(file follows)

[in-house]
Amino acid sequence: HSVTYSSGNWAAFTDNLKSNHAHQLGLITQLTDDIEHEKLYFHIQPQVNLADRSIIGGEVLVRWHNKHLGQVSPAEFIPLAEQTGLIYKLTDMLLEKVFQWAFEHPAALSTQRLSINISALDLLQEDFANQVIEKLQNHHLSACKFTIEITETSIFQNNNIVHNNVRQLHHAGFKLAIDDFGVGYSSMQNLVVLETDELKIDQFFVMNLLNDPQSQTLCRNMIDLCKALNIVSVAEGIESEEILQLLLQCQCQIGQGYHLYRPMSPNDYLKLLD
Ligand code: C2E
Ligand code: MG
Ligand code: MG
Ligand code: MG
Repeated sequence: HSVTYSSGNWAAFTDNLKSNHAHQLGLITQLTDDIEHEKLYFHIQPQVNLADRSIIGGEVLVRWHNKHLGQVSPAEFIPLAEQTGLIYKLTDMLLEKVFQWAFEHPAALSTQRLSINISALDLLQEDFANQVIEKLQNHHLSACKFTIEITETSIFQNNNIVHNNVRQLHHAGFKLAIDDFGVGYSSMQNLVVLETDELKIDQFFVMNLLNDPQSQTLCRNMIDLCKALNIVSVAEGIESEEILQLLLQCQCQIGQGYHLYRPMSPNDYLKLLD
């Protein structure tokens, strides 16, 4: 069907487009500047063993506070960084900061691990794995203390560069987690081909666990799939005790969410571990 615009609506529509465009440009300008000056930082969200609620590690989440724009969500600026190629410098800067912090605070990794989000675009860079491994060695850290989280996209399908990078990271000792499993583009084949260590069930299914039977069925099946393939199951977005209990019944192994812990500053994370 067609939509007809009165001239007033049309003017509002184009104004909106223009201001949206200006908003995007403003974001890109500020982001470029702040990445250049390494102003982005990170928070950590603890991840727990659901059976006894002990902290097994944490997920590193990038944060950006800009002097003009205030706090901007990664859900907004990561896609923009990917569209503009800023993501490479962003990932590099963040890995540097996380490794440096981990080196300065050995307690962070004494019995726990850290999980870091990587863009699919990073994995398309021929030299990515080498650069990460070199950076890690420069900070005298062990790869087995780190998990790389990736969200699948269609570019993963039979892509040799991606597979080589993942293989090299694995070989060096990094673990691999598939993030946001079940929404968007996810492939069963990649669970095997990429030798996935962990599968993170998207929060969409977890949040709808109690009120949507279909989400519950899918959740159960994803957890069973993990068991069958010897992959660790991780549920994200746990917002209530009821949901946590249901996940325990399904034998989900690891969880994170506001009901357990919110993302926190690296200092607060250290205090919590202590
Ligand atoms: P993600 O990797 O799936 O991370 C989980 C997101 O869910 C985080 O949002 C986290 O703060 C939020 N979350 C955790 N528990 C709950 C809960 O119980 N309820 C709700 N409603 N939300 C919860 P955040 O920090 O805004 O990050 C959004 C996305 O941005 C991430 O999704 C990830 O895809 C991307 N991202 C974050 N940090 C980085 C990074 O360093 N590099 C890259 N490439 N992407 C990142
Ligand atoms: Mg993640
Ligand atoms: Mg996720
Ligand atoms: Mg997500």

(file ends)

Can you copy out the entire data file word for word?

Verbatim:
[in-house]
Amino acid sequence: HSVTYSSGNWAAFTDNLKSNHAHQLGLITQLTDDIEHEKLYFHIQPQVNLADRSIIGGEVLVRWHNKHLGQVSPAEFIPLAEQTGLIYKLTDMLLEKVFQWAFEHPAALSTQRLSINISALDLLQEDFANQVIEKLQNHHLSACKFTIEITETSIFQNNNIVHNNVRQLHHAGFKLAIDDFGVGYSSMQNLVVLETDELKIDQFFVMNLLNDPQSQTLCRNMIDLCKALNIVSVAEGIESEEILQLLLQCQCQIGQGYHLYRPMSPNDYLKLLD
Ligand code: C2E
Ligand code: MG
Ligand code: MG
Ligand code: MG
Repeated sequence: HSVTYSSGNWAAFTDNLKSNHAHQLGLITQLTDDIEHEKLYFHIQPQVNLADRSIIGGEVLVRWHNKHLGQVSPAEFIPLAEQTGLIYKLTDMLLEKVFQWAFEHPAALSTQRLSINISALDLLQEDFANQVIEKLQNHHLSACKFTIEITETSIFQNNNIVHNNVRQLHHAGFKLAIDDFGVGYSSMQNLVVLETDELKIDQFFVMNLLNDPQSQTLCRNMIDLCKALNIVSVAEGIESEEILQLLLQCQCQIGQGYHLYRPMSPNDYLKLLD
């Protein structure tokens, strides 16, 4: 069907487009500047063993506070960084900061691990794995203390560069987690081909666990799939005790969410571990 615009609506529509465009440009300008000056930082969200609620590690989440724009969500600026190629410098800067912090605070990794989000675009860079491994060695850290989280996209399908990078990271000792499993583009084949260590069930299914039977069925099946393939199951977005209990019944192994812990500053994370 067609939509007809009165001239007033049309003017509002184009104004909106223009201001949206200006908003995007403003974001890109500020982001470029702040990445250049390494102003982005990170928070950590603890991840727990659901059976006894002990902290097994944490997920590193990038944060950006800009002097003009205030706090901007990664859900907004990561896609923009990917569209503009800023993501490479962003990932590099963040890995540097996380490794440096981990080196300065050995307690962070004494019995726990850290999980870091990587863009699919990073994995398309021929030299990515080498650069990460070199950076890690420069900070005298062990790869087995780190998990790389990736969200699948269609570019993963039979892509040799991606597979080589993942293989090299694995070989060096990094673990691999598939993030946001079940929404968007996810492939069963990649669970095997990429030798996935962990599968993170998207929060969409977890949040709808109690009120949507279909989400519950899918959740159960994803957890069973993990068991069958010897992959660790991780549920994200746990917002209530009821949901946590249901996940325990399904034998989900690891969880994170506001009901357990919110993302926190690296200092607060250290205090919590202590
Ligand atoms: P993600 O990797 O799936 O991370 C989980 C997101 O869910 C985080 O949002 C986290 O703060 C939020 N979350 C955790 N528990 C709950 C809960 O119980 N309820 C709700 N409603 N939300 C919860 P955040 O920090 O805004 O990050 C959004 C996305 O941005 C991430 O999704 C990830 O895809 C991307 N991202 C974050 N940090 C980085 C990074 O360093 N590099 C890259 N490439 N992407 C990142
Ligand atoms: Mg993640
Ligand atoms: Mg996720
Ligand atoms: Mg997500």